As soon as you open up, I think people help you out. Same with sales and marketing and commercial, I think it’s just been a steep learning curve for me, I’m still learning to this day. That’s also why I love this job so much, because it pushed me out of my comfort zone. It taught me skills that I potentially would have not learned if I stayed where I was.
Victor [17:36] That’s great. I absolutely love that being honest and open, also just asking for help, right? Because that’s also true of what a product manager does not necessarily ask for help but understand where people are at and communicate with them. Being this gatekeeper to the backlog. What was the hardest part to learn for you?
Shruti [17:59] I think privatization and the service deployment is the hardest part. Prioritization, again, because you have to learn to say no, as a product manager, you can’t say yes to every request that you have, because you won’t end up anywhere. Prioritizing in that sense is very important, and the hardest to learn. Because doesn’t matter how much quantitative analysis you will always have this personal human bias, and it’s hard to get rid of. Those are the struggles I’ve had. Then I think, as an industry on its own, because digitization is so big now, we are genuinely suffering from an under supply of developers. We have limited resources, and unlimited requests. So how to prioritize what you want to build with the element of risk that you’re willing to take, and how to deploy the resources that you have on those development, I think has been the hardest or the part where I had to struggle the most.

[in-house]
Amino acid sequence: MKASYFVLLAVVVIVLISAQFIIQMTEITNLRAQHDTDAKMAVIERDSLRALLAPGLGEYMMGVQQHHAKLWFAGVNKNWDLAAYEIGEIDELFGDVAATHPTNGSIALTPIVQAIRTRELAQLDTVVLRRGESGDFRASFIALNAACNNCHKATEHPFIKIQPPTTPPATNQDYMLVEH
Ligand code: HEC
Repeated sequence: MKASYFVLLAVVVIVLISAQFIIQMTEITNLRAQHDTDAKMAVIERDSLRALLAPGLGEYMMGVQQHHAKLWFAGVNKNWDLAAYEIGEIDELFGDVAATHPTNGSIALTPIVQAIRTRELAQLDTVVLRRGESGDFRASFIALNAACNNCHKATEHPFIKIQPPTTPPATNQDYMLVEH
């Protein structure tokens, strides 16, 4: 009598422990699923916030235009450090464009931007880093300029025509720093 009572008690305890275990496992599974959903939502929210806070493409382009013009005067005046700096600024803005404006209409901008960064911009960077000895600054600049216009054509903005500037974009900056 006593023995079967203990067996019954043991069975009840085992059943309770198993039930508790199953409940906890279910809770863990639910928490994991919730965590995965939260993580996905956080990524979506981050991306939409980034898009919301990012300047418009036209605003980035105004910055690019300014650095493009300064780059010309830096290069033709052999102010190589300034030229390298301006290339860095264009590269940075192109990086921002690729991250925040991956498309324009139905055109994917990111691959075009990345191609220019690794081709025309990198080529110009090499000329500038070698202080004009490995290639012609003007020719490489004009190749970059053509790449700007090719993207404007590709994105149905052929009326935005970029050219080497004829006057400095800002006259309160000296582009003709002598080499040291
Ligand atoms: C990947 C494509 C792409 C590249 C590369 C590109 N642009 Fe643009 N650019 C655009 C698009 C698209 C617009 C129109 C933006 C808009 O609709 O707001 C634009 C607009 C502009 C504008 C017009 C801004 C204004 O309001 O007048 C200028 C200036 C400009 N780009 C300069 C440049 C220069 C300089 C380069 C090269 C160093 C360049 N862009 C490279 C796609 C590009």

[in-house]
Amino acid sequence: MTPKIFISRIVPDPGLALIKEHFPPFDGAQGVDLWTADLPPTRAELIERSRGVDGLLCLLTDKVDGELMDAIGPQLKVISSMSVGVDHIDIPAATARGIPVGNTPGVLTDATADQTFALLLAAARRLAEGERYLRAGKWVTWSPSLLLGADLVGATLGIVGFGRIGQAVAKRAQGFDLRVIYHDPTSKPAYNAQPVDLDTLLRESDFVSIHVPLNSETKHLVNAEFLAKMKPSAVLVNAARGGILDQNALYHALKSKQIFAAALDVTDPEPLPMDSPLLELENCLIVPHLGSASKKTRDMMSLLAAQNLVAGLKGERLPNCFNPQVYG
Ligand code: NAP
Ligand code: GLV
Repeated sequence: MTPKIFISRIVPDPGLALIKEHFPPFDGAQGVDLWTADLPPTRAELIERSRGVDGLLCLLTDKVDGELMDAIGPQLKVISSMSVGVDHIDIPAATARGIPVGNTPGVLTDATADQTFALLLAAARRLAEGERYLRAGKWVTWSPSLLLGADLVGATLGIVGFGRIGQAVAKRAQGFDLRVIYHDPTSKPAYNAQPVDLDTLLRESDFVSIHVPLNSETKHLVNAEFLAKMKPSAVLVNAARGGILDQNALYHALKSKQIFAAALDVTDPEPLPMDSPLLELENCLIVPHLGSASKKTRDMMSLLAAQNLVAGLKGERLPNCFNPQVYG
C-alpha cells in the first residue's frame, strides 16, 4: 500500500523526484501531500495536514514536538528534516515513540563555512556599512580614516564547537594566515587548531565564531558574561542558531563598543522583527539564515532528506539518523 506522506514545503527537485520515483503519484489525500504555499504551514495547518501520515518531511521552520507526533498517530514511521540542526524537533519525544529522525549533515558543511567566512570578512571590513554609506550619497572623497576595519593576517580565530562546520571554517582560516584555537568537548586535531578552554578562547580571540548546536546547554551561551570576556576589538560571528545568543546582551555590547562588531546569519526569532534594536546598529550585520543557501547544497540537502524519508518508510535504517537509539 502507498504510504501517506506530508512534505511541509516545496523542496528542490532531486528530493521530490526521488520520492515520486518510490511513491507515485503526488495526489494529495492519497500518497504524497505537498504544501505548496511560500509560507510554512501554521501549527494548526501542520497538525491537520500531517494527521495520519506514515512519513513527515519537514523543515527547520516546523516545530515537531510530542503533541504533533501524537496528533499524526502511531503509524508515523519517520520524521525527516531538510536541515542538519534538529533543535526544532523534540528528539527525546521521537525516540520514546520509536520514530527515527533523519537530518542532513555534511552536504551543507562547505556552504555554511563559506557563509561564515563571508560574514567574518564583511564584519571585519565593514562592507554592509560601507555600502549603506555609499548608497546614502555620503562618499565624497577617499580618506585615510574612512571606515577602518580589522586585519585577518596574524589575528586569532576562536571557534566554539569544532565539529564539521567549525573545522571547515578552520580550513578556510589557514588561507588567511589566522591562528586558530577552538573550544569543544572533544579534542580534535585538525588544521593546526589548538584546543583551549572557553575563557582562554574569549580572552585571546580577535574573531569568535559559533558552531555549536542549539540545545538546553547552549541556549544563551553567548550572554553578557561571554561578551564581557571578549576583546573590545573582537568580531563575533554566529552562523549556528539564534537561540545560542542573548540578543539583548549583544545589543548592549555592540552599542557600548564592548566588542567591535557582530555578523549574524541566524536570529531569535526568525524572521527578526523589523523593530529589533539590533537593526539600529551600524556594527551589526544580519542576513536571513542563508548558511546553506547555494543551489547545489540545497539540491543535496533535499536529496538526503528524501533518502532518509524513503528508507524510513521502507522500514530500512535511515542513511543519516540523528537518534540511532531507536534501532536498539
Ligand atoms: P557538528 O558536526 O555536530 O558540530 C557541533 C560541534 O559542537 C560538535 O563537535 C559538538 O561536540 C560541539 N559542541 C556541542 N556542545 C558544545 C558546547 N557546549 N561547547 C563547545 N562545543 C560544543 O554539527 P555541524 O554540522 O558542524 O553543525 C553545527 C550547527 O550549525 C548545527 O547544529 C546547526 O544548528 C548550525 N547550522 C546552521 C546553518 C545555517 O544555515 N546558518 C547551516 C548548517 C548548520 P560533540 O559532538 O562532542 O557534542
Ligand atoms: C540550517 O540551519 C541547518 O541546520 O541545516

Victor [19:03] That’s very true. I mean, we see it every day in the industry that there’s more and more need for developers, but there’s just that many, and good product manager and also a good designer working in product team like that. I mean, it trading in code is good is great, because the best thing you can show to a customer to try is a product, right? It’s much better than than just a mock up. But when developers are scarred, you need to find ways to iterate outside of code. At least try. That’s what a lot of people do. We’ve had great people on the show who were speaking about product management and also about design and how to apply that before even writing code. I guess that’s one of the strategies that we have to use more and more, because we just can’t build an infinite amount of things.